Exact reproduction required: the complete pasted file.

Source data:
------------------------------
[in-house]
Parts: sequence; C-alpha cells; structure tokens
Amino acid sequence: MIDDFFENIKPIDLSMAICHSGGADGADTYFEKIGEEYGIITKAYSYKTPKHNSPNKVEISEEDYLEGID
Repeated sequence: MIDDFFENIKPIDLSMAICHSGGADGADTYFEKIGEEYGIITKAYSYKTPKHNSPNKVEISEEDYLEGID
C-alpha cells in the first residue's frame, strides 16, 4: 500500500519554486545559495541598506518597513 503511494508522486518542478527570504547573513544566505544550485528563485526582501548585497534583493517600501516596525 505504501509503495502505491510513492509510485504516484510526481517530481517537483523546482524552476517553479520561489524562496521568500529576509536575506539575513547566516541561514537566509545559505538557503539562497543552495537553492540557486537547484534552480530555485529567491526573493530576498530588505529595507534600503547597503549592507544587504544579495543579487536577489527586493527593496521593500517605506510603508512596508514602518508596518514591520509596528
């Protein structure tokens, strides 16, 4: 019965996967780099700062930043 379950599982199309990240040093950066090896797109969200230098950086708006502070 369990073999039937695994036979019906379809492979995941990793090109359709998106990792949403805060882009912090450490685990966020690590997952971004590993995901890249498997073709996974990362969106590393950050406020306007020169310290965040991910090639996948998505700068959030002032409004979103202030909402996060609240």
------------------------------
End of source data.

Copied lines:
[in-house]
Parts: sequence; C-alpha cells; structure tokens
Amino acid sequence: MIDDFFENIKPIDLSMAICHSGGADGADTYFEKIGEEYGIITKAYSYKTPKHNSPNKVEISEEDYLEGID
Repeated sequence: MIDDFFENIKPIDLSMAICHSGGADGADTYFEKIGEEYGIITKAYSYKTPKHNSPNKVEISEEDYLEGID
C-alpha cells in the first residue's frame, strides 16, 4: 500500500519554486545559495541598506518597513 503511494508522486518542478527570504547573513544566505544550485528563485526582501548585497534583493517600501516596525 505504501509503495502505491510513492509510485504516484510526481517530481517537483523546482524552476517553479520561489524562496521568500529576509536575506539575513547566516541561514537566509545559505538557503539562497543552495537553492540557486537547484534552480530555485529567491526573493530576498530588505529595507534600503547597503549592507544587504544579495543579487536577489527586493527593496521593500517605506510603508512596508514602518508596518514591520509596528
């Protein structure tokens, strides 16, 4: 019965996967780099700062930043 379950599982199309990240040093950066090896797109969200230098950086708006502070 369990073999039937695994036979019906379809492979995941990793090109359709998106990792949403805060882009912090450490685990966020690590997952971004590993995901890249498997073709996974990362969106590393950050406020306007020169310290965040991910090639996948998505700068959030002032409004979103202030909402996060609240």